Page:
If you ever find that you’re asking yourself how to read and summarize a case, or perhaps are just in need of some grounded advice, then this is the article for you.
The practice of law is all about understanding how prior courts have considered your fact situation, applied the law, and ruled upon it. At any given time in any busy law practice, lawyers, paralegals, and law clerks alike will be asked to read and summarize cases pertaining to a particular client situation.
These summaries help determine strategy, identify precedent, and highlight potential weaknesses.
Every individual undoubtedly finds their own method for best understanding cases. We’ve assembled a list of the top 10 things legal professionals can do to maximize their efforts when faced with this important task.
Reading and summarizing legal cases is paramount for attorneys due to its critical significance in our field.
We rely on this skill for comprehensive legal research, understanding and utilizing legal precedents, formulating case strategies, and counseling clients effectively.
Summarized cases serve as foundational elements in legal briefs and oral arguments, aiding attorneys in persuasively presenting their arguments in court.
Moreover, this skill enhances efficiency in time-critical situations, allowing attorneys to manage caseloads more effectively, and it also aligns with their ethical responsibilities, ensuring accuracy and completeness in client communication and court submissions.
The ability to read and summarize cases is a fundamental and versatile competency that underpins success and competence in the legal field.
In short, there’s no way around it, it’s very important!
Knowing how to read and summarize effectively is essential, and there’s nobody out there who’s perfect; we’ve all got something to learn in this regard.
From identifying key facts to breaking down complex legal arguments, my goal today is to equip you with the insights and know-how necessary to master the art of summarizing cases with confidence.
Whether you’re delving into a lengthy court opinion, dissecting a business case study, or simply trying to streamline your communication, join us as we examine some effective tips to summarize cases expertly for years to come.
By the end of this journey, you’ll be armed with the knowledge and techniques to summarize cases effectively and efficiently.
Let’s dive in!
Knowing which court decided the case you are summarizing is a critical step in case analysis. Let’s say, for example, that you’re working on an issue pertaining to California law.
You find a case that is perfectly on point but was decided by a Texas Appellate Court. While that case may still be useful for you to illustrate how other courts have handled your particular issue, it is unlikely the case will be binding on the court you’re practicing in.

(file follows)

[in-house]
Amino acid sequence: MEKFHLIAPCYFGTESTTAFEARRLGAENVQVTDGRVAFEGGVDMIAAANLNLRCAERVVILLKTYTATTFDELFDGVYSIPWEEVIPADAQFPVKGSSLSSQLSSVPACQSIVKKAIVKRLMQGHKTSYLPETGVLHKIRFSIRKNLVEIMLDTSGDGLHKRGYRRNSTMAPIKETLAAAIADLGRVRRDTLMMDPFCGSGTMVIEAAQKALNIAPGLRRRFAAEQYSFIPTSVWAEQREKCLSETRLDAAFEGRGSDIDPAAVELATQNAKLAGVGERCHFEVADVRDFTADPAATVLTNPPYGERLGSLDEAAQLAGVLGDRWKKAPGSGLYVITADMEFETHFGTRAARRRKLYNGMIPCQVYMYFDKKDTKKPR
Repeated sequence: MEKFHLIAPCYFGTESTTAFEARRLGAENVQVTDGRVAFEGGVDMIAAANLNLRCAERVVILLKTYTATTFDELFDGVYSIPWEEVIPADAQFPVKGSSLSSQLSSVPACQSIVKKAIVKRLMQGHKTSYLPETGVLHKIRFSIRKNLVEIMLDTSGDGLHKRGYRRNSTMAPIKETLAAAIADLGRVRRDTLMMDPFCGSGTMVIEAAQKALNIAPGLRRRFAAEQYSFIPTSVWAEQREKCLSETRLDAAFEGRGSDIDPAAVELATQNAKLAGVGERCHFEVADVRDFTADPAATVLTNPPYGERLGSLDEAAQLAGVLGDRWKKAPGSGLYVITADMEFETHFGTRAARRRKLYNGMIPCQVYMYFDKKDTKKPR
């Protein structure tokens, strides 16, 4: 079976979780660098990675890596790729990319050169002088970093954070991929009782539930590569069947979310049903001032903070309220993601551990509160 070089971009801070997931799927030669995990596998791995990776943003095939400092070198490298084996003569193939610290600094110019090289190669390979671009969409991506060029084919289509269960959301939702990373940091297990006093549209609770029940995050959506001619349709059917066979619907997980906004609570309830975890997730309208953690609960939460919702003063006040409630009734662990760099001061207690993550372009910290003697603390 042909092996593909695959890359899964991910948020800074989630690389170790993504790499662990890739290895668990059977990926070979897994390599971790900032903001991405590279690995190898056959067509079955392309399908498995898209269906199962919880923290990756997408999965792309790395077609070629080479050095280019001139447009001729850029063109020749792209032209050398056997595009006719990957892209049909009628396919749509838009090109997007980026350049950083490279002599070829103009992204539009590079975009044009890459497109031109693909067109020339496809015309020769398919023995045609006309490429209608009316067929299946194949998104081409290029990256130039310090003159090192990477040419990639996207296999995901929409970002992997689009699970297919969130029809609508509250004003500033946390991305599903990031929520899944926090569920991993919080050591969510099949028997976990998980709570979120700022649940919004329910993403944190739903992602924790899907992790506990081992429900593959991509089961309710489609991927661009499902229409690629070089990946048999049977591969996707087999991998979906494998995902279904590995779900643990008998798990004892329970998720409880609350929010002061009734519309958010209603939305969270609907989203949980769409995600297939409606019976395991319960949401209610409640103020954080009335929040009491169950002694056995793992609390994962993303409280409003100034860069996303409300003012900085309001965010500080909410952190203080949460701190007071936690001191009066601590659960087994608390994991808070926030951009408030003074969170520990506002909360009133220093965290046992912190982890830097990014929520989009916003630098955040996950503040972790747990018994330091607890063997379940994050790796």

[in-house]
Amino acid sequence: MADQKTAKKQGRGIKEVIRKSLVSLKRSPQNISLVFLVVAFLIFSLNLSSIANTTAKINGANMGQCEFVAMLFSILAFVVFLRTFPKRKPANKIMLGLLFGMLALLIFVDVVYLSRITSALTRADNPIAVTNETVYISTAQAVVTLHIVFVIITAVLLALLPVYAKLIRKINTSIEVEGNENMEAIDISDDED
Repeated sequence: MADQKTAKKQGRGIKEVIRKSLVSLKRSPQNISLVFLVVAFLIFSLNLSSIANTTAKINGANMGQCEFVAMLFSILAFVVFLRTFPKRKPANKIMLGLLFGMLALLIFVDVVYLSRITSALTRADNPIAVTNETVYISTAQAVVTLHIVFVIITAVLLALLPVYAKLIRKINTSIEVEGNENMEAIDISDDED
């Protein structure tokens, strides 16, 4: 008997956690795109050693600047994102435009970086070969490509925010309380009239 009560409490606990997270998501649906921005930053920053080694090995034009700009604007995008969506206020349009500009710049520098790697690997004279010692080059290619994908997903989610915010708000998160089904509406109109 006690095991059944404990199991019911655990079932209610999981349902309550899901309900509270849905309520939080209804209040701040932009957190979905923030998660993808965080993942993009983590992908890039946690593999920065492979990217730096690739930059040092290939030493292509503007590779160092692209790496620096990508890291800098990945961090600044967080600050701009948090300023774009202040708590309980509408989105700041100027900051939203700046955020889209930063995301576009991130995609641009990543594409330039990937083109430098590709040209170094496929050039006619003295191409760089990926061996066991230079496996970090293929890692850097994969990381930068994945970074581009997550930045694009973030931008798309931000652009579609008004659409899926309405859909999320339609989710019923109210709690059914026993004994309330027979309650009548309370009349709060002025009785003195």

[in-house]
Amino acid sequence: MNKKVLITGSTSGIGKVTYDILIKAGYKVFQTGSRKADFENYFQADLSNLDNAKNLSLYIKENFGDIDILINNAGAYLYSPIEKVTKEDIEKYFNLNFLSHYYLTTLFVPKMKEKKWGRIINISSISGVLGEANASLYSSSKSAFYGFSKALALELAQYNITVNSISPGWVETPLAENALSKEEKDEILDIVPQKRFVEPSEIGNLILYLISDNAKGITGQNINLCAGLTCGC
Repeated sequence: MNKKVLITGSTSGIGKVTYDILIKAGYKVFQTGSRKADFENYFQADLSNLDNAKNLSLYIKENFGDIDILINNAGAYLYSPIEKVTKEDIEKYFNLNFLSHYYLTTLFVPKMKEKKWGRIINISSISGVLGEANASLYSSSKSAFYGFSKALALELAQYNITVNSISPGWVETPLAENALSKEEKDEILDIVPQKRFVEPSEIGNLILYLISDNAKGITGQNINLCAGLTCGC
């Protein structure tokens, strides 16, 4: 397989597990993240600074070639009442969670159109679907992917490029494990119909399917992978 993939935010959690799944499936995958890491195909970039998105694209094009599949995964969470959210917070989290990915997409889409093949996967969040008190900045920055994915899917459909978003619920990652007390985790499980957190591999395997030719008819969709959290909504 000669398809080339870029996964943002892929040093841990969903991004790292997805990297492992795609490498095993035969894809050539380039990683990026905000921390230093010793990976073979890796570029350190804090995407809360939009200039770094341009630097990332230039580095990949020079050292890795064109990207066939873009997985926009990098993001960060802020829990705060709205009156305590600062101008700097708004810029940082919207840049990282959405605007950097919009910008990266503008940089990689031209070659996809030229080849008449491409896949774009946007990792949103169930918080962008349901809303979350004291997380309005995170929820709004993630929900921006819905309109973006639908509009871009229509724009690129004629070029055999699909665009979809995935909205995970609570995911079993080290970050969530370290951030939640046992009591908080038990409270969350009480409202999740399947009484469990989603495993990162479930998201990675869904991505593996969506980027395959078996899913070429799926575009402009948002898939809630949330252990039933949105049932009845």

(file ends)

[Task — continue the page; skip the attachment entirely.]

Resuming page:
To add another layer of complexity, you need to understand whether either case involves state or federal law. These issues can be extremely complicated. When in doubt, it’s good to have a primer on hand to help you decide if the case you’re reading is binding on your court.
At first glance, it seems easy to understand who the parties are in a case. After all, their names appear at the very top of the page. The plaintiff is listed first, then the defendant, right? Be careful; that is not necessarily true.
In fact, most published cases come from appellate courts. The parties are thus listed as the “Appellant” (i.e., the party that lost in a lower court and is now appealing) and the “Respondent” (i.e., the party fighting the appeal).
The appellant may have been the defendant in the underlying proceeding. A few quick checks can confirm who’s who in any case; just make sure that you do so before you start reading the opinion.
Think of the headings and subheadings as a roadmap to the case. Rather than skipping over them, you’d be wise to read them first, then go back and read the entirety of the case. Not only will this help you understand the opinion, it will also make you a better legal writer when you begin summarizing cases in writing.
Finding the perfect case one that directly corresponds to your client’s facts and legal issues — can feel like finding a pot of gold at the end of the rainbow.
Don’t get too excited until you check to make sure that case is still good law. If a later court has overturned the ultimate ruling, you’ll be misleading your reader (a partner, client, opposing counsel, or the judge) if you rely on that case to support your proposition.